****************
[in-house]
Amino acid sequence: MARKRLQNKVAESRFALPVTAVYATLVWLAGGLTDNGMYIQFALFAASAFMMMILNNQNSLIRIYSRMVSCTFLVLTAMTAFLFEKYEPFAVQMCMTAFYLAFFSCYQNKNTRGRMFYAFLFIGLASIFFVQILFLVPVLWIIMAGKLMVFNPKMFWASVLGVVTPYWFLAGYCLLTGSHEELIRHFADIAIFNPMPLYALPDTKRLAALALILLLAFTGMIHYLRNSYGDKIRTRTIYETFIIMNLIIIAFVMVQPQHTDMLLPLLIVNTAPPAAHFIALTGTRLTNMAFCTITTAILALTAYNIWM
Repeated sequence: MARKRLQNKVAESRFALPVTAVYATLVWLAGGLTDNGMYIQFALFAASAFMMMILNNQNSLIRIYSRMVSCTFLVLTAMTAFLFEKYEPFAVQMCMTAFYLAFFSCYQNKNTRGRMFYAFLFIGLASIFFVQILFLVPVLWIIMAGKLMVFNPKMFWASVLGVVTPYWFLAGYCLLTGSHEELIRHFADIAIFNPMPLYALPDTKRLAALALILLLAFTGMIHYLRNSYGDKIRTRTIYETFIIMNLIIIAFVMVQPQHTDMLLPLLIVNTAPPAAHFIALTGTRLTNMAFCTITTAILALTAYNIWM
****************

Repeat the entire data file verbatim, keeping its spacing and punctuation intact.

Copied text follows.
[in-house]
Amino acid sequence: MARKRLQNKVAESRFALPVTAVYATLVWLAGGLTDNGMYIQFALFAASAFMMMILNNQNSLIRIYSRMVSCTFLVLTAMTAFLFEKYEPFAVQMCMTAFYLAFFSCYQNKNTRGRMFYAFLFIGLASIFFVQILFLVPVLWIIMAGKLMVFNPKMFWASVLGVVTPYWFLAGYCLLTGSHEELIRHFADIAIFNPMPLYALPDTKRLAALALILLLAFTGMIHYLRNSYGDKIRTRTIYETFIIMNLIIIAFVMVQPQHTDMLLPLLIVNTAPPAAHFIALTGTRLTNMAFCTITTAILALTAYNIWM
Repeated sequence: MARKRLQNKVAESRFALPVTAVYATLVWLAGGLTDNGMYIQFALFAASAFMMMILNNQNSLIRIYSRMVSCTFLVLTAMTAFLFEKYEPFAVQMCMTAFYLAFFSCYQNKNTRGRMFYAFLFIGLASIFFVQILFLVPVLWIIMAGKLMVFNPKMFWASVLGVVTPYWFLAGYCLLTGSHEELIRHFADIAIFNPMPLYALPDTKRLAALALILLLAFTGMIHYLRNSYGDKIRTRTIYETFIIMNLIIIAFVMVQPQHTDMLLPLLIVNTAPPAAHFIALTGTRLTNMAFCTITTAILALTAYNIWM